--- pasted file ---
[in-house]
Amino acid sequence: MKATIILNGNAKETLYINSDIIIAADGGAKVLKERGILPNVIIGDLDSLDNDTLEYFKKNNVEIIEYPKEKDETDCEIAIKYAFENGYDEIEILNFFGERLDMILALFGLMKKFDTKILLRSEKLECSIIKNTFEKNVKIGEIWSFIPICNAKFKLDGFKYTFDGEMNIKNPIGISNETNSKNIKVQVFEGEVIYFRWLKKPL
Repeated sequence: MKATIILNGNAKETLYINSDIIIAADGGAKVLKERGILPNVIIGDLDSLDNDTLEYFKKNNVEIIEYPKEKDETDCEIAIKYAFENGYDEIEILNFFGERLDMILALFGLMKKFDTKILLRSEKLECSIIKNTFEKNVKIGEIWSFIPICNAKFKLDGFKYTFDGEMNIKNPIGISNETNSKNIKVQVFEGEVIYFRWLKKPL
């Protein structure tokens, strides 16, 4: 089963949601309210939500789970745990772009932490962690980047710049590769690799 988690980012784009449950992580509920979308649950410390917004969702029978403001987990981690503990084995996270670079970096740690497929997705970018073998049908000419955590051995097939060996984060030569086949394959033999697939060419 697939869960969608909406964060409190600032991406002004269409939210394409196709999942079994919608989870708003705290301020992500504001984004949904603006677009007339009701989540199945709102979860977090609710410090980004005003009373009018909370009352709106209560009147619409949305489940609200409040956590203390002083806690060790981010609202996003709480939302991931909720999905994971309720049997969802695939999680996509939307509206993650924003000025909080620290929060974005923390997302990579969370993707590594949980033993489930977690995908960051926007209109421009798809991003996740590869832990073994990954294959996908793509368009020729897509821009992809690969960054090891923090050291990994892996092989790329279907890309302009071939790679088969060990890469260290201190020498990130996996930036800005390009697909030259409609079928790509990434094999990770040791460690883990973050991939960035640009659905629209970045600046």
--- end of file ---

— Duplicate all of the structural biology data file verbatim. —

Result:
[in-house]
Amino acid sequence: MKATIILNGNAKETLYINSDIIIAADGGAKVLKERGILPNVIIGDLDSLDNDTLEYFKKNNVEIIEYPKEKDETDCEIAIKYAFENGYDEIEILNFFGERLDMILALFGLMKKFDTKILLRSEKLECSIIKNTFEKNVKIGEIWSFIPICNAKFKLDGFKYTFDGEMNIKNPIGISNETNSKNIKVQVFEGEVIYFRWLKKPL
Repeated sequence: MKATIILNGNAKETLYINSDIIIAADGGAKVLKERGILPNVIIGDLDSLDNDTLEYFKKNNVEIIEYPKEKDETDCEIAIKYAFENGYDEIEILNFFGERLDMILALFGLMKKFDTKILLRSEKLECSIIKNTFEKNVKIGEIWSFIPICNAKFKLDGFKYTFDGEMNIKNPIGISNETNSKNIKVQVFEGEVIYFRWLKKPL
């Protein structure tokens, strides 16, 4: 089963949601309210939500789970745990772009932490962690980047710049590769690799 988690980012784009449950992580509920979308649950410390917004969702029978403001987990981690503990084995996270670079970096740690497929997705970018073998049908000419955590051995097939060996984060030569086949394959033999697939060419 697939869960969608909406964060409190600032991406002004269409939210394409196709999942079994919608989870708003705290301020992500504001984004949904603006677009007339009701989540199945709102979860977090609710410090980004005003009373009018909370009352709106209560009147619409949305489940609200409040956590203390002083806690060790981010609202996003709480939302991931909720999905994971309720049997969802695939999680996509939307509206993650924003000025909080620290929060974005923390997302990579969370993707590594949980033993489930977690995908960051926007209109421009798809991003996740590869832990073994990954294959996908793509368009020729897509821009992809690969960054090891923090050291990994892996092989790329279907890309302009071939790679088969060990890469260290201190020498990130996996930036800005390009697909030259409609079928790509990434094999990770040791460690883990973050991939960035640009659905629209970045600046």